Time Traveler: When Did New Words Appear?

Last week, Merriam-Webster launched a new tool on its website called Time Traveler that lets you explore words by year. What does the tool say about our culture?

Mignon Fogarty
3-minute read
Episode #583

‘America in So Many Words’

The site also made me think of a book from 1997 that I liked called “America in So Many Words” by Allan Metcalf and David Barnhart.

In the book, the authors choose one word that was coined in America for nearly every year between 1555 (“canoe”) and 1998 (“millennium bug”).

They noted some interesting trends, saying that in the seventeenth century, the hot topic for new words was nature because the settlers were naming all the new things they came across in North America like corn, catfish, raccoons, and moose. 

The authors call the trend in the eighteenth century “independence,” noting new words such as “minutemen,” “cowboy” “veteran,” “immigrant,” and “ticket” as in to vote for a ticket.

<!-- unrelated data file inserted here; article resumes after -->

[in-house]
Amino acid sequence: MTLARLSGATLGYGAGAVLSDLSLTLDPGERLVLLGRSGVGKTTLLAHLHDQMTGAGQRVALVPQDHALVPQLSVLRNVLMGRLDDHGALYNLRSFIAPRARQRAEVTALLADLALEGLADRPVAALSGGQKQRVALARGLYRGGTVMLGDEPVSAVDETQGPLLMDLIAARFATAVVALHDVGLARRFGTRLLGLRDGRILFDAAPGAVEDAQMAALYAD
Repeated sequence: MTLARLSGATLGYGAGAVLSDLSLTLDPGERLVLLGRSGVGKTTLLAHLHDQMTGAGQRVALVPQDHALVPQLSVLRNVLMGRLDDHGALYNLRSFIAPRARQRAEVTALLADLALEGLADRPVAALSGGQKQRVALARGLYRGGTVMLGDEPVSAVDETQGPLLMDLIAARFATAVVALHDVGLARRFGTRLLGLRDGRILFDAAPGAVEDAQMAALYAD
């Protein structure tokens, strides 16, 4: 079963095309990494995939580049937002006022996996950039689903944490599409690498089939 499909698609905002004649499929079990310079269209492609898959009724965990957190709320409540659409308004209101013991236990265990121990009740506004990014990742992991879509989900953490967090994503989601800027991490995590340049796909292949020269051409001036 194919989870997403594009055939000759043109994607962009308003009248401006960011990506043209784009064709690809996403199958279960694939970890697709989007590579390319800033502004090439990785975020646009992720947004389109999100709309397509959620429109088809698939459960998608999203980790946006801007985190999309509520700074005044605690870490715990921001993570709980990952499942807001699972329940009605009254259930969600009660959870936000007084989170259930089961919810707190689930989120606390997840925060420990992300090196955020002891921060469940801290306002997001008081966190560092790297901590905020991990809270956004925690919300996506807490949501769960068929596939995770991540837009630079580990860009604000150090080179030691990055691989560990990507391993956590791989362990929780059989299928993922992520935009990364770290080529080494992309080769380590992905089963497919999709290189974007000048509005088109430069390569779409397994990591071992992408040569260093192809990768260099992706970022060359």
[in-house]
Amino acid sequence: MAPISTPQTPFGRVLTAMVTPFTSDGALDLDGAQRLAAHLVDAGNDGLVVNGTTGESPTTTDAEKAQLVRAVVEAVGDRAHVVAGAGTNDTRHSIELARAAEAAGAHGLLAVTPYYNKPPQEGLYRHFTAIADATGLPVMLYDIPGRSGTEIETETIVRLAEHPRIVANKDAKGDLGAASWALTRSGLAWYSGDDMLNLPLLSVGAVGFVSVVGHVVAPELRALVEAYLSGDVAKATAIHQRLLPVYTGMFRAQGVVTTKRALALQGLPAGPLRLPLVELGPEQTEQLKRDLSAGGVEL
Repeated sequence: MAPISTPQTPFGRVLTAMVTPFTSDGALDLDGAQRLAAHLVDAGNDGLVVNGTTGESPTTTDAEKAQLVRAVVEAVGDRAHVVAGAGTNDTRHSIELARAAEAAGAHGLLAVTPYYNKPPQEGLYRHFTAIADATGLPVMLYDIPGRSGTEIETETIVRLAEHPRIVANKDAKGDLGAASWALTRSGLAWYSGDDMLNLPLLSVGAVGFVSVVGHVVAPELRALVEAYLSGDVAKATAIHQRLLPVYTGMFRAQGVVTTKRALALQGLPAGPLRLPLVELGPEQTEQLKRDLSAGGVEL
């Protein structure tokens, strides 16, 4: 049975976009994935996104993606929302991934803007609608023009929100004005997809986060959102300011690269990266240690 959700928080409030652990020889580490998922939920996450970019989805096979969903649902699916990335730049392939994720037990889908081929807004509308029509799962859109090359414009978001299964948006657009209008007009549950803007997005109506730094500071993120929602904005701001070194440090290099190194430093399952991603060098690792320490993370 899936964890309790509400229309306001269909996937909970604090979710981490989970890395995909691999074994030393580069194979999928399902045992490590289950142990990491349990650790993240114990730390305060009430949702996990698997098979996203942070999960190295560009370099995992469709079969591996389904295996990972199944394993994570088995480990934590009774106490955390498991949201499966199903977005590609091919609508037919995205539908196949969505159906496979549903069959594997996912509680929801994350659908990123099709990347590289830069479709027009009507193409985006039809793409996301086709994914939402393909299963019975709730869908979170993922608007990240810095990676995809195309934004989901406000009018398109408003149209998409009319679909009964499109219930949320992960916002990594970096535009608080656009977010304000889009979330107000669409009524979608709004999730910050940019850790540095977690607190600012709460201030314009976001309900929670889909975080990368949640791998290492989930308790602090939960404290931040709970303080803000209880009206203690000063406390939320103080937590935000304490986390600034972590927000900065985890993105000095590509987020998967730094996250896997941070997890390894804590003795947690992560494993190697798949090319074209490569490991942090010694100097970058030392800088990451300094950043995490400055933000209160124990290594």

They cite expansion as the trend in the nineteenth century, with new words such as “know-how,” “skyscraper,” “downtown,” “commuter,” and “ranch” (a ranch usually being far bigger than a typical farm).

And the twentieth-century trend was science, with words such as “IQ, “rocket scientist,” “goo,” “brainstorm,” and “streamline.” 

I love looking at these words and thinking about the times and cultures in which  people started using them, and I bet you will too. 

Again, the website is Merriam-Webster’s Time Traveler, and the book is “American in So Many Words.” 

Image courtesy of Shutterstock.


About the Author

Mignon Fogarty

Mignon Fogarty is the founder of Quick and Dirty Tips and the author of seven books on language, including the New York Times bestseller "Grammar Girl's Quick and Dirty Tips for Better Writing." She is an inductee in the Podcasting Hall of Fame, and the show is a five-time winner of Best Education Podcast in the Podcast Awards. She has appeared as a guest expert on the Oprah Winfrey Show and the Today Show.

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